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About two months ago, as Avengers: Age of Ultron prepared to open, Disney sent a note to theater owners reiterating the terms of its master licensing agreement, which governs the terms by which an exhibitor can play a film. Looking to get even more back from the box office, the studio wanted discounted matinees to end at 5 p.m., rather than 6 p.m., the traditional cutoff time.
The directive prompted an emboldened response from National Association of Theatre Owners’ John Fithian, who wrote a letter to Disney four weeks later stating that he had received “an avalanche of complaints, concerns and fears” from his members.
Those concerns also addressed Disney’s intention to use NATO’s average ticket price (currently $8.12) as the minimum mark for splitting box-office revenue, even though ticket prices could be lower in smaller cities and towns. If cinema operators discount tickets below whatever a studio minimum is, they must chip in the difference to the overall pool. All studios have a minimum, but they fluctuate from market to market.
Though Disney itself didn’t get barraged with individual complaints, the studio has decided to abandon the idea of cutting matinees off at 5 p.m. The studio also will revisit using the average ticket price across all markets, even though it never has invoked the directive, which has been on the books for more than a year, along the matinee clause.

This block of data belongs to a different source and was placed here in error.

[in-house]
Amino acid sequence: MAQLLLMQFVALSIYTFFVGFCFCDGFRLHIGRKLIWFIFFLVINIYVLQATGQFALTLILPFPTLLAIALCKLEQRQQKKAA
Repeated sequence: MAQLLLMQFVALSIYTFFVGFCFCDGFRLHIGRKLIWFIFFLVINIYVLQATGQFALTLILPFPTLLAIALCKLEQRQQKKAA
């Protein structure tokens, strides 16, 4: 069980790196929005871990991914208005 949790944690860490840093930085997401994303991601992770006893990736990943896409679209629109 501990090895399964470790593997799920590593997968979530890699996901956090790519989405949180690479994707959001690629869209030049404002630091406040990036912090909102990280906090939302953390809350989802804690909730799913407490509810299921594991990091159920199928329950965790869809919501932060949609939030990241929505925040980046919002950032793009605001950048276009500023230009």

For years, Disney wasn’t as aggressive as other studios when it came to revenue splits with theaters. But two years ago, just before Iron Man 3 opened, the studio renegotiated its terms, and now it is getting as much as 60 percent back on its big tentpoles, like Avengers: Age of Ultron. That’s in line with other big-event pics from rival studios.
“We have obviously, with our film strategy, created and will continue to create huge value for the theater owners here in the United States and around the world,” said Disney chairman/CEO Bob Iger when asked about the revenue split during an earnings call Tuesday morning. “And clearly, with the hand that we have got — Disney and Pixar and Marvel and Star Wars — our discussions in terms of the rates that we get paid, or the splits, have factored in the films that we release.”
Iger said he would not discuss specifics but added, “I want to emphasize, again, the investment this company has made in its motion pictures, and the results are evident in terms of the value … to the theater owners.”
The Wall Street Journal first reported the dispute.
May 8, 7:30 a.m. An earlier version of this story incorrectly stated that the matinee rule was new. THR regrets the error.
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Sundance Film Festival
Sundance Film Festival